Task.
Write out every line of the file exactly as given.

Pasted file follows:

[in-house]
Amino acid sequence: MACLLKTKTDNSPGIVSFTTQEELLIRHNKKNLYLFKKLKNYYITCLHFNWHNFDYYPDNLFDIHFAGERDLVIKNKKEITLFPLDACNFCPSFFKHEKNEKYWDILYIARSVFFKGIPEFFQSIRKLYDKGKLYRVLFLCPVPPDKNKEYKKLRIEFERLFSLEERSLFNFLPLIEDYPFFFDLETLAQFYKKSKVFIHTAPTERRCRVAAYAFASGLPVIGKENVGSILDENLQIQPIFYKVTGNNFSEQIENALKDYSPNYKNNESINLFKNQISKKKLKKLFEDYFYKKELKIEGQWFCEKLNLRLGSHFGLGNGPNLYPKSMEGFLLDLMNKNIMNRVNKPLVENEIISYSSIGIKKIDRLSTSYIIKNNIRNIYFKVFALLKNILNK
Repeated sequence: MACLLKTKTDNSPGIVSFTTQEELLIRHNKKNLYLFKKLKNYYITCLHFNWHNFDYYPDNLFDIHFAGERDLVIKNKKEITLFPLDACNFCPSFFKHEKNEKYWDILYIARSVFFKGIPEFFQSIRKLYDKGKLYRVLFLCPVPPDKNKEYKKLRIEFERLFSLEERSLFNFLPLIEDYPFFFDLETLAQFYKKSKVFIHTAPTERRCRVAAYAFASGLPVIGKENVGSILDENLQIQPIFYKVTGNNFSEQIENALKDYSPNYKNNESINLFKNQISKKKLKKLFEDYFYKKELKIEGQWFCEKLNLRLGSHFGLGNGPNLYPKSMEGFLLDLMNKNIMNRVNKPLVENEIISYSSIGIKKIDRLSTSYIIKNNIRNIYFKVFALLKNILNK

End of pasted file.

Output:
[in-house]
Amino acid sequence: MACLLKTKTDNSPGIVSFTTQEELLIRHNKKNLYLFKKLKNYYITCLHFNWHNFDYYPDNLFDIHFAGERDLVIKNKKEITLFPLDACNFCPSFFKHEKNEKYWDILYIARSVFFKGIPEFFQSIRKLYDKGKLYRVLFLCPVPPDKNKEYKKLRIEFERLFSLEERSLFNFLPLIEDYPFFFDLETLAQFYKKSKVFIHTAPTERRCRVAAYAFASGLPVIGKENVGSILDENLQIQPIFYKVTGNNFSEQIENALKDYSPNYKNNESINLFKNQISKKKLKKLFEDYFYKKELKIEGQWFCEKLNLRLGSHFGLGNGPNLYPKSMEGFLLDLMNKNIMNRVNKPLVENEIISYSSIGIKKIDRLSTSYIIKNNIRNIYFKVFALLKNILNK
Repeated sequence: MACLLKTKTDNSPGIVSFTTQEELLIRHNKKNLYLFKKLKNYYITCLHFNWHNFDYYPDNLFDIHFAGERDLVIKNKKEITLFPLDACNFCPSFFKHEKNEKYWDILYIARSVFFKGIPEFFQSIRKLYDKGKLYRVLFLCPVPPDKNKEYKKLRIEFERLFSLEERSLFNFLPLIEDYPFFFDLETLAQFYKKSKVFIHTAPTERRCRVAAYAFASGLPVIGKENVGSILDENLQIQPIFYKVTGNNFSEQIENALKDYSPNYKNNESINLFKNQISKKKLKKLFEDYFYKKELKIEGQWFCEKLNLRLGSHFGLGNGPNLYPKSMEGFLLDLMNKNIMNRVNKPLVENEIISYSSIGIKKIDRLSTSYIIKNNIRNIYFKVFALLKNILNK